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Biden says Putin ‘cannot remain in power’; White House: He didn’t mean regime change

Administration appears to try to walk back US president’s rhetorical escalation against Russian president in Warsaw speech

This combination of pictures shows US President Joe Biden, left, speaking at the White House in Washington, DC, on January 20, 2021; and Russian President Vladimir Putin holding his annual press conference in Moscow on December 19, 2019. (Jim Watson and Alexander Nemenov/AFP)
This combination of pictures shows US President Joe Biden, left, speaking at the White House in Washington, DC, on January 20, 2021; and Russian President Vladimir Putin holding his annual press conference in Moscow on December 19, 2019. (Jim Watson and Alexander Nemenov/AFP)

US President Joe Biden said Saturday that Vladimir Putin “cannot remain in power,” dramatically escalating the rhetoric against the Russian leader after his brutal invasion of Ukraine.

Even as Biden’s words rocketed around the world, the White House attempted to clarify soon after Biden finished speaking in Poland that he was not calling for a new government in Russia.

“For God’s sake, this man cannot remain in power,” Biden said at the very end of a speech in Poland’s capital that served as the capstone on a four-day trip to Europe.

A White House official asserted that Biden was “not discussing Putin’s power in Russia or regime change.” The official, who was not authorized to comment by name and spoke on the condition of anonymity, said Biden’s point was that “Putin cannot be allowed to exercise power over his neighbors or the region.”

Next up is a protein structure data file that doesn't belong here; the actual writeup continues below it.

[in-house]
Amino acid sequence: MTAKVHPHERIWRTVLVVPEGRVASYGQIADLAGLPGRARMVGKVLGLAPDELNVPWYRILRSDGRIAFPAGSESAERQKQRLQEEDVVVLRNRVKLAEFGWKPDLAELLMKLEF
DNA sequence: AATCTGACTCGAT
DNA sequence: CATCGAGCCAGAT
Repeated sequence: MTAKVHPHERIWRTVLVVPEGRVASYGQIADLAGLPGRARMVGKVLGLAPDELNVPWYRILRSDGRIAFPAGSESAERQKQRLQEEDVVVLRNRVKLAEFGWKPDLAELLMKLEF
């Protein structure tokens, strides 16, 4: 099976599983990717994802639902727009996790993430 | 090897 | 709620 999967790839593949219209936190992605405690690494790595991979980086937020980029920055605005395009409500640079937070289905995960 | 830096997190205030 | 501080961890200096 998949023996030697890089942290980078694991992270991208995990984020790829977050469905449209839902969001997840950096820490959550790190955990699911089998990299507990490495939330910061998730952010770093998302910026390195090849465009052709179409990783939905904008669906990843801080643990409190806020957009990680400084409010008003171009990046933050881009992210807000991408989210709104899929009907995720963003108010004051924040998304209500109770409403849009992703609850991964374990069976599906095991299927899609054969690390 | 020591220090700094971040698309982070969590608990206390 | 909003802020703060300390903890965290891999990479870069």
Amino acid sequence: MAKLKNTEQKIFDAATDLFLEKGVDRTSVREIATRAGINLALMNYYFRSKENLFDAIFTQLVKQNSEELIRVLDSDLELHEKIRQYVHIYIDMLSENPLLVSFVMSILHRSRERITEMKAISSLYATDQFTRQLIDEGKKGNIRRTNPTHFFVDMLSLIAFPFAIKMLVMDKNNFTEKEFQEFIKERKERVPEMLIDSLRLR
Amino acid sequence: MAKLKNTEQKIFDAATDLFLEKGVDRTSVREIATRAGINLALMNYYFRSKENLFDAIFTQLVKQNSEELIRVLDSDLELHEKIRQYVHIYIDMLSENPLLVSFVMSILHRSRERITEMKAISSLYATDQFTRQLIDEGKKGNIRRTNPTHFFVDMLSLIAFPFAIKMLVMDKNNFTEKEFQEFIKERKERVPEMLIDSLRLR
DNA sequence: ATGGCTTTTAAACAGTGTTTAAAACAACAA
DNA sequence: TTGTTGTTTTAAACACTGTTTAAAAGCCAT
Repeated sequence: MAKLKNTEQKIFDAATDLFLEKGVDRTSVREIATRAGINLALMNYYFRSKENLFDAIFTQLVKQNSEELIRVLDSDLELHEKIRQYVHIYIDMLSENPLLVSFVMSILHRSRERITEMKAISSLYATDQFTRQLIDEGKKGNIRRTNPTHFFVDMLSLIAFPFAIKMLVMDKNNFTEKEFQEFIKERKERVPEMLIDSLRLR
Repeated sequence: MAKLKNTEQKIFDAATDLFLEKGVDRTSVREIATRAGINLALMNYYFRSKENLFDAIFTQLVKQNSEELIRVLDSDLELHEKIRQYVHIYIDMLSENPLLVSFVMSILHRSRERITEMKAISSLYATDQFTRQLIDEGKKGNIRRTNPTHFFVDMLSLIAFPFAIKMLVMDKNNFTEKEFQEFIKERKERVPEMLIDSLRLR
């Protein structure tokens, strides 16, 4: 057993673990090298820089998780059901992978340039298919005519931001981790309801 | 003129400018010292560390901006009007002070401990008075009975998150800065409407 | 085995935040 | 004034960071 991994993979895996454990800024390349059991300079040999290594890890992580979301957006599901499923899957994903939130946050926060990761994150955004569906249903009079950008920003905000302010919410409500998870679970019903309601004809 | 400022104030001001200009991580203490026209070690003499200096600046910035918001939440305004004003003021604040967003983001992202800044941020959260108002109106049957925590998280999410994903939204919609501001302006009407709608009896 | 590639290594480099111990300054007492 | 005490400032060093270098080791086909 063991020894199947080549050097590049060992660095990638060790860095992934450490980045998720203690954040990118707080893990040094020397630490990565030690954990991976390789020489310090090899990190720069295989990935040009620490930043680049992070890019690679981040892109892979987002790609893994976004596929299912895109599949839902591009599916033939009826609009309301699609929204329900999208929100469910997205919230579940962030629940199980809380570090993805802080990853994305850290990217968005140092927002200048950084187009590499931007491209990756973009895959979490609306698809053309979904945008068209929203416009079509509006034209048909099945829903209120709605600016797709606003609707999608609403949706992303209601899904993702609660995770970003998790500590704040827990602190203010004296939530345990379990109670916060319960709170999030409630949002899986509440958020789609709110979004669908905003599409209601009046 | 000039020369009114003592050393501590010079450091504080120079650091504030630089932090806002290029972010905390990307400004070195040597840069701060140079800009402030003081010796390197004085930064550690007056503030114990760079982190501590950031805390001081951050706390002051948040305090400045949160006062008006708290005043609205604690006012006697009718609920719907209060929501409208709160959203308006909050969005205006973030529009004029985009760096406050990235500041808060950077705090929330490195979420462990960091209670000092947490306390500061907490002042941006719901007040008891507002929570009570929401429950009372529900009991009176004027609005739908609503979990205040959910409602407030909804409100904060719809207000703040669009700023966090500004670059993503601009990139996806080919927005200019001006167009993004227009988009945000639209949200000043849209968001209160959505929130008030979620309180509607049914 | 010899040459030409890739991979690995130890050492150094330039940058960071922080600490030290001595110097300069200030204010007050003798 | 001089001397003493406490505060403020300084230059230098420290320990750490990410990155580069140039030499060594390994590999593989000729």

The White House declined to comment on whether Biden’s statement about Putin was part of his prepared remarks.

The Kremlin dismissed the remarks, saying it was up to Russians to choose their own president.

Asked about Biden’s comment, Kremlin spokesman Dmitry Peskov told Reuters: “That’s not for Biden to decide. The president of Russia is elected by Russians.”

Biden has frequently talked about ensuring that the Kremlin’s invasion, now in its second month, becomes a “strategic failure” for Putin and has described the Russian leader as a “war criminal.”

But until his remarks in Warsaw, the American leader had not veered toward suggesting Putin should not run Russia. Earlier on Saturday, shortly after meeting with Ukrainian refugees, Biden called Putin a “butcher.”

Last week, Biden branded Putin a “war criminal” for the first time following a Russian bombing on a theater being used as a bomb shelter in the besieged Ukrainian city of Mariupol.

Ukraine Foreign Minister Dmytro Kuleba posts a picture of Mariupol’s Drama Theater after it was hit by what he says was Russian shelling, on March 16, 2022. (Dmytro Kuleba/Twitter)

Biden’s spokesperson Jen Psaki said then that he had spoken “from his heart” in reaction to the images of Russian attacks on civilians, indicating that his comment may not have larger policy implications.

She said a review by the State Department regarding the war criminal designation, which has legal ramifications, is still ongoing.

The Kremlin quickly punched back, calling the comment “unacceptable and unforgivable on the part of the head of a state, whose bombs have killed hundreds of thousands of people around the world.”

The US president repeated the accusation on Friday during his visit to Poland.

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